GARDENING FOR THE BIRDS  | Swan Lake Market & Garden
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Latest News Feb 24, 2022 GARDENING FOR THE BIRDS 

With some rather simple measures of including specific plants and building certain habitats, we can ease the pressures of ever expanding human settlement, pollution and habitat loss on wild birds and just maybe reap some enjoyment from the presence of these bird species. 


Some plants provide food in the form of seeds, or as hosts to insects. Others provide nesting material. Some plants simply provide shelter and protection from predators. Designing garden spaces with birds in mind can add much to the overall health of the ecosystem. 


Plant Selection for Food 


Native birds benefit from native plants, and there are some good resources online to help come up with native plants by region. The Canadian Wildlife Federation’s Native Plant Encyclopedia is an amazing resource and a great place to start. More generally, there are some common garden plants that benefit a wide variety of birds. Think of it as growing birdseed. 


Agastache – Anise Hyssop will attract hummingbirds and butterflies while it’s in bloom, and then as the seeds set, sparrows and finches will be glad for the seeds. 

Coreopsis – Gorgeous yellow flowers are followed by an abundant food source for numerous bird species. Lance-Leaf Coreopsis is particularly easy to grow. 

Cornflowers – This annual flower is very easy to grow, it has edible flower petals, and produces seeds that are sought by numerous bird species. 

Cosmos – Cosmos produce seeds that birds will eat. Enjoy the flowers in summer and as fall approaches allow some of the plants to mature and dry for the birds. 

Douglas Aster – This plant blooms at the end of summer and provides an important source of pollen for late season pollinators like Skipper butterflies. Then it produces nutritious seeds for wild birds. 

Echinacea – Purple Coneflowers are highly ornamental perennials that bloom over a long period in the summer. As the flowers fade, edible seeds mature in the “cone” section that attract finches and other seed eaters.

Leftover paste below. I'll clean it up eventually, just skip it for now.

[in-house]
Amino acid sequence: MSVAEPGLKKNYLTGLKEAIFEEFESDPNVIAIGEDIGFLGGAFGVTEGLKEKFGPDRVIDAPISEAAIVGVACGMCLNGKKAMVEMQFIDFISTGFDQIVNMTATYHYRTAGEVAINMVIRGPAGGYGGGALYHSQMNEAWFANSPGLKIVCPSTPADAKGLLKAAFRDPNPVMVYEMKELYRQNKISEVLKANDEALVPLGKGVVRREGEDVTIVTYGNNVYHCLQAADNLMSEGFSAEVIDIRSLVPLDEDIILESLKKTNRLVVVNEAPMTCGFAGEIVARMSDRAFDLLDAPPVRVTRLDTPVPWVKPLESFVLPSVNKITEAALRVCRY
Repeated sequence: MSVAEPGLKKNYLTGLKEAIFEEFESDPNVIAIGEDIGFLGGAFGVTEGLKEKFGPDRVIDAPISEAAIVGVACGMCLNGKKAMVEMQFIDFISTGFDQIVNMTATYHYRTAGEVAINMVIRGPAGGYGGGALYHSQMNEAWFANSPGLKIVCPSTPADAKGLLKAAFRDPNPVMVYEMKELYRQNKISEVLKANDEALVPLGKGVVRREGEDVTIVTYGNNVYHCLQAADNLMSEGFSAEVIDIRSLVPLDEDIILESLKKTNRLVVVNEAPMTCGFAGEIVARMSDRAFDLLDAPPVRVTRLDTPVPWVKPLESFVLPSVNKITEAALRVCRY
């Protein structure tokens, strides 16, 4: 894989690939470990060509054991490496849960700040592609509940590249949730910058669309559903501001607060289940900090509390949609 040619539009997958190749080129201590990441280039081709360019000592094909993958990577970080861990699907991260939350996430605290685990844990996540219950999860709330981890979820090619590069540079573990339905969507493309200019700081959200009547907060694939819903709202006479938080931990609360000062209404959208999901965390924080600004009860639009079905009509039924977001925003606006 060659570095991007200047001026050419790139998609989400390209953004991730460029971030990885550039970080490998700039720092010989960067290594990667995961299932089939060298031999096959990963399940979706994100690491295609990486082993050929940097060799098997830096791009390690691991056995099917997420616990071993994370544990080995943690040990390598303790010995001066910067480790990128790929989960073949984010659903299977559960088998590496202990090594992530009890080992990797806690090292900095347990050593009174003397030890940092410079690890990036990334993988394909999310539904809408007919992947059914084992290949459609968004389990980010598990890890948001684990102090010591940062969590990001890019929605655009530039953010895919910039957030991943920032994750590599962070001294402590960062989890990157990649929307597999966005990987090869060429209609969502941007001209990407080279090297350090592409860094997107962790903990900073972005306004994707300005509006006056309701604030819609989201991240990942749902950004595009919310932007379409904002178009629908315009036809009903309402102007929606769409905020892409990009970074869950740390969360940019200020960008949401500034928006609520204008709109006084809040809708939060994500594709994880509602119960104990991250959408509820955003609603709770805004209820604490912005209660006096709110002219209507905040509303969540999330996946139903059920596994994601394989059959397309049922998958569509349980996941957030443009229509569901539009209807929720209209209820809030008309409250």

Gaillardia – Blanket Flower is another coneflower that features upward-pointing seed heads at the end of the season. This will attract a variety of finches. 

Milkweed – Birds of many kinds can use the silk attached to milkweed seeds as nesting material. Butterfly Bush Milkweed does very well in hot, dry situations, while Swamp Milkweed is a better choice for boggy areas. 

Rudbeckia – Like other coneflowers Black Eyed Susans produce nutritious seeds that are important for seed eaters. 

Sunflower – All sunflowers produce edible seeds for birds. Peredovik produces the much prized black oil sunflower. The giants like Russian Mammoth produce larger morsels. Sunflowers that are planted in groups provide extra shelter for birds as they feed on the seeds. Sunflowers produce seeds that are high in fat, and they do so just before the arrival of cold weather, when birds most benefit from a fat-rich diet. 

Zinnia – All Zinnias produce bird-edible seeds, but Z. haageana is a particularly rich food source. 


This list is not exhaustive by any means, but it begins to show just how many familiar garden plants can be incorporated to enrich the lives of local and migratory birds. This is not even to mention all the vines, shrubs, and trees that produce berries and fruits.  




Birdbaths may seem like a quaint or old fashioned idea, but it can’t be overstated just how important a source of freshwater is to wild birds within the urban environment. Birdbaths can be constructed from a wide variety of materials, as long as they are wide and shallow like a large pie plate. They need to be cleaned and refilled regularly, particularly during hot, dry weather. It’s helpful to incorporate a small pump or bubbler to disturb the water’s surface. Passing birds will notice the ripples and stop for a drink or bath. 




In general birds are very good at finding features to help protect them from the elements and predators so long as there is structural diversity available. Dense ground cover, clusters of trees and shrubs can provide invaluable habitat where birds can safely nest and rest throughout the year. Adding dimension with rock features, hills, tree clusters and other features can help create nooks and safe heavens from prowling felines and wild predators. Appropriately sized nesting boxes have also been known to attract breeding birds, but may take several seasons before being occupied. 

Find your bird Garden ZONE and other excellent resources:  

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